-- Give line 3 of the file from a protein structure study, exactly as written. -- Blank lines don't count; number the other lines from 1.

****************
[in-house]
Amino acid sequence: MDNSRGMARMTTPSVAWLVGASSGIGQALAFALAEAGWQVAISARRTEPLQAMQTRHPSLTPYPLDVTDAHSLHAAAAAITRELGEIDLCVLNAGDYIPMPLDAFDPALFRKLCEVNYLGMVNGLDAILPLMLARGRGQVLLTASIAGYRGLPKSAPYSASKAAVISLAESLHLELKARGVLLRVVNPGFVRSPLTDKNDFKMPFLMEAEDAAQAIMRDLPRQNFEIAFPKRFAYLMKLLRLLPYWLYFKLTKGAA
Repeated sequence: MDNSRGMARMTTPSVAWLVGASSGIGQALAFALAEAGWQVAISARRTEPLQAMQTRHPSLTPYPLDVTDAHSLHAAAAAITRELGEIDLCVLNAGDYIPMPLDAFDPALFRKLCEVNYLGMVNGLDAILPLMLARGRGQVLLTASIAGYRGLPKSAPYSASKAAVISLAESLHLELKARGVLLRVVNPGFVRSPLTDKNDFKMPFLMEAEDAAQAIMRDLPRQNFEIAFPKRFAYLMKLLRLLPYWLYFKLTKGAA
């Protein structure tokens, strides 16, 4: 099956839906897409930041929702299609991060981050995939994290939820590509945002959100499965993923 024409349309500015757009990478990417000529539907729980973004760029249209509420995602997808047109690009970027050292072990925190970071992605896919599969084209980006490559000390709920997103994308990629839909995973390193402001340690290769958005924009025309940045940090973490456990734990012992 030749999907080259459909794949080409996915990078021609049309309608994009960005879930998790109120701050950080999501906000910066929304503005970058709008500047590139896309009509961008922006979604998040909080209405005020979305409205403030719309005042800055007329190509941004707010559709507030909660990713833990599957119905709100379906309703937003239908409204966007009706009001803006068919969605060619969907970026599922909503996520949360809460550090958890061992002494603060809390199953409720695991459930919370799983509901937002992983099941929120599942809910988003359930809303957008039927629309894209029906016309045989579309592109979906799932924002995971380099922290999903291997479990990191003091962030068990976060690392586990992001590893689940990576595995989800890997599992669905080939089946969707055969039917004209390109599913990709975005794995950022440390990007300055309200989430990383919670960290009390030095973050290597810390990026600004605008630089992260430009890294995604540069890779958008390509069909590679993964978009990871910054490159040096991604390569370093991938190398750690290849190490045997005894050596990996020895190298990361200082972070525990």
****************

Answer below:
Repeated sequence: MDNSRGMARMTTPSVAWLVGASSGIGQALAFALAEAGWQVAISARRTEPLQAMQTRHPSLTPYPLDVTDAHSLHAAAAAITRELGEIDLCVLNAGDYIPMPLDAFDPALFRKLCEVNYLGMVNGLDAILPLMLARGRGQVLLTASIAGYRGLPKSAPYSASKAAVISLAESLHLELKARGVLLRVVNPGFVRSPLTDKNDFKMPFLMEAEDAAQAIMRDLPRQNFEIAFPKRFAYLMKLLRLLPYWLYFKLTKGAA